Chapter

The Lute: An Instrument for All Seasons

MICHAEL LOWE

in The Music Room in Early Modern France and Italy

Published by British Academy

Published in print June 2012 | ISBN: 9780197265055
Published online January 2013 | e-ISBN: 9780191754166 | DOI: http://dx.doi.org/10.5871/bacad/9780197265055.003.0009

Series: Proceedings of the British Academy

The Lute: An Instrument for All Seasons

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During the sixteenth century in Italy, the lute became the most important musical instrument in secular settings, whether as a solo instrument or for voice accompaniments and ensembles. By the early seventeenth century, the growth of monody encouraged the addition of neck extensions to strengthen the bass lines, eventually leading to the introduction of the theorbo or chitarrone. While these larger instruments became popular in theatres and even churches, the traditional lute, with an increased number of courses, remained the pre-eminent solo instrument within smaller, more intimate spaces, especially in France.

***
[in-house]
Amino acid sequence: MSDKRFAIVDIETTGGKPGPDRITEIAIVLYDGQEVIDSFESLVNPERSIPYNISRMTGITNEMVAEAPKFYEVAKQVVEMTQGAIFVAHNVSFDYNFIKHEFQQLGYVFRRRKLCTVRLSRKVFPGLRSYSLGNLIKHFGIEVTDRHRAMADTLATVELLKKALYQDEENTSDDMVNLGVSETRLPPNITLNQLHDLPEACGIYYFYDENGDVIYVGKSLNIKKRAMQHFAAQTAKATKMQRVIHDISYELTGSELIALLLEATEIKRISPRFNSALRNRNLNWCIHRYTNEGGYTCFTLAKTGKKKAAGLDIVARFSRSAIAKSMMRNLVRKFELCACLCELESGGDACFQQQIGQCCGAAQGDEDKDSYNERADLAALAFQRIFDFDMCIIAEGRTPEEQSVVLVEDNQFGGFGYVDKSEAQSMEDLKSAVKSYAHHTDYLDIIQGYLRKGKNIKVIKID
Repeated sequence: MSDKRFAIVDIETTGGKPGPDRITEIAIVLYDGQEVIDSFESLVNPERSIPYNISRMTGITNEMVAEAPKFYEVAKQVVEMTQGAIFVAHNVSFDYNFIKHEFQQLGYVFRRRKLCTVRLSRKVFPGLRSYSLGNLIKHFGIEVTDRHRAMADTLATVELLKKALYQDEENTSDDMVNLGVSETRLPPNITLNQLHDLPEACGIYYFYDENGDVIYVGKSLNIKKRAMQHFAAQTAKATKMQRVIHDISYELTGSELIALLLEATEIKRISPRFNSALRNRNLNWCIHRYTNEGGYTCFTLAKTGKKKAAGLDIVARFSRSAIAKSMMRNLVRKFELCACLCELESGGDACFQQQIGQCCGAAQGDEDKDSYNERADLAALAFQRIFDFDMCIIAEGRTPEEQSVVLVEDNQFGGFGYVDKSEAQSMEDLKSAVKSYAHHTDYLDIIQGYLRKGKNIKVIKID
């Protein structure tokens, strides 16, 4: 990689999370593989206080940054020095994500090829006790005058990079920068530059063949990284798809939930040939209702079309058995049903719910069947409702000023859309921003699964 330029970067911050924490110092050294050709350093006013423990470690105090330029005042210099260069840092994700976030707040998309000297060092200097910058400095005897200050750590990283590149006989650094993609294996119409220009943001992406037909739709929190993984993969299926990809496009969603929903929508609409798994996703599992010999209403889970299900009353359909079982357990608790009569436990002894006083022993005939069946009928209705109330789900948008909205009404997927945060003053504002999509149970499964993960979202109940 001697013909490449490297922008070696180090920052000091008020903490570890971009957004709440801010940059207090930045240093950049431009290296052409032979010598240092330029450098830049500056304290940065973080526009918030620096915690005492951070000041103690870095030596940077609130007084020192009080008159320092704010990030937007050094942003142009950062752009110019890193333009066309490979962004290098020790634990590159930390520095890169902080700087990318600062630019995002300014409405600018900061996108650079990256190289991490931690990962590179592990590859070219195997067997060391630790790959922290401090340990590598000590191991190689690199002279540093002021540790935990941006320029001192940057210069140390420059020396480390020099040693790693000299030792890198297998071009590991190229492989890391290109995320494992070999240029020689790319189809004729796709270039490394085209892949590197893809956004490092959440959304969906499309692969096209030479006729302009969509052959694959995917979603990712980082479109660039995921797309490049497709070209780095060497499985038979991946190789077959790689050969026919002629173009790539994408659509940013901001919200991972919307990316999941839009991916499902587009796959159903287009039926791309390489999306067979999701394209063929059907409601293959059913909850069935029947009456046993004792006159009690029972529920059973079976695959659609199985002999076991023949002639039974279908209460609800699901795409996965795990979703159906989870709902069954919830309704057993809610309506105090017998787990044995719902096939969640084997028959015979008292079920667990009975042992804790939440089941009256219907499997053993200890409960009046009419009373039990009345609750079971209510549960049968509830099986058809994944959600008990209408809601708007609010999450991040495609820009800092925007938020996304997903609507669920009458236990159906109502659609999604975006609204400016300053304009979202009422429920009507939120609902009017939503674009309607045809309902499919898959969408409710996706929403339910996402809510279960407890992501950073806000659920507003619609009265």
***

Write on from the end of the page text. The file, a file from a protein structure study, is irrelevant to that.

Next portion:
Keywords: lute; theorbo; chitarrone; lute-making; domestic interior; music rooms; France; Italy

Chapter.  3417 words.  Illustrated.

Subjects: Opera

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